Seems like Boeing is doing what every successful company is doing: Niche marketing.
More over, they are giving customers who are looking at the A380, but still sitting on the fence, a low-risk alternative. Some major 744 customers (like BA
, JAL, maybe even Qantas to an extent) are questioning if they could opperate a 550 passenger aircraft economically, but at the same time, nobody wants to replace a 20 year-old aircraft with a 20 year-old design.
If the 747-Adv is up to date, has a slight growth in capacity, and has a tad more range, I'd expect a few customers to head back to Boeing. And if the 747-Adv has some system/engine and avionics commonality with the 7E7, kudos to Boeing.
Remember that if MDD hadn't done away with the DC-8, or had re-engineered it as a twin, they might have had a competitor to the 757/67, thus giving airlines an option and boosting MDD sales. If that had happened, perhaps MDD would still be around today.
I've often wondered why MDD didn't have a product between the MD
-80 and the DC-10. Manufactures who go head-to-head rarely come out alive. This is very difficult for both Airbus and Boeing as the only way to have a complete aircraft portfolio is to have almost identical aircraft. Some markets, like the 100-200 seat narrowbody market, can sustain both the A320 and 737NG, but it becomes complicated with widebody and superjumbo aircraft.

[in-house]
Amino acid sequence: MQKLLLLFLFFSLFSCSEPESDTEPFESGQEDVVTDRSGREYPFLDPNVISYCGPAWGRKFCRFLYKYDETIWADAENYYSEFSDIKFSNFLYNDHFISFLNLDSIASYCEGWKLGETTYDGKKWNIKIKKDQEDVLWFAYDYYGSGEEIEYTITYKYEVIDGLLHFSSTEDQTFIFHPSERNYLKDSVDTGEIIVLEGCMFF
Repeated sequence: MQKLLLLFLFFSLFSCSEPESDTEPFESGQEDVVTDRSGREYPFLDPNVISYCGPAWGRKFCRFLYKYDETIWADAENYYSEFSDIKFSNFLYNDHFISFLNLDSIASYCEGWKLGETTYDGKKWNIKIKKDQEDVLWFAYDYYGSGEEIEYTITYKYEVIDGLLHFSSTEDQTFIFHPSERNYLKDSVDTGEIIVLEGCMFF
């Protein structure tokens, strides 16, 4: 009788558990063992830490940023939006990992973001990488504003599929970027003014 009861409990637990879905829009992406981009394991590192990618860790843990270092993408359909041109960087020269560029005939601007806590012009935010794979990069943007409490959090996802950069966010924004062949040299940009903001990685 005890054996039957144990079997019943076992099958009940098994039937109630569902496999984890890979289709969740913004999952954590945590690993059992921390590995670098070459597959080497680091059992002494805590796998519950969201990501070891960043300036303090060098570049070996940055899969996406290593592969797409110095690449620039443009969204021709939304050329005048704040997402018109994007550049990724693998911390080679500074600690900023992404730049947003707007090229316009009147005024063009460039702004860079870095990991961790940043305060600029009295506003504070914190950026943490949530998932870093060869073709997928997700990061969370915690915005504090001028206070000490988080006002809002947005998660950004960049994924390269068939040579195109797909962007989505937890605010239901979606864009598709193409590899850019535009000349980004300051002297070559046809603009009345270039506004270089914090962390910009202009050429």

Both must tread carefully or they risk building an unfavorable product, and seceeding marketshare and profit to the other. This is why I felt the 747-500/600 were terrible ideas.
Funny, I'm sure Boeing saw increased frequency, point to point in the market and thus designed the 7E7. Maybe Airbus have it right after all.
Boeing predicted a market for about 500 superjumbos and maybe 3,000 7E7-sized aircraft, while Airbus predicted almost the exact opposite. At that point, Boeing said "have fun with the A380," scuttled the 747-500/600, started on the Sonic Cruiser, ditched that for efficency, and four years later the 7E7 began collecting firm orders.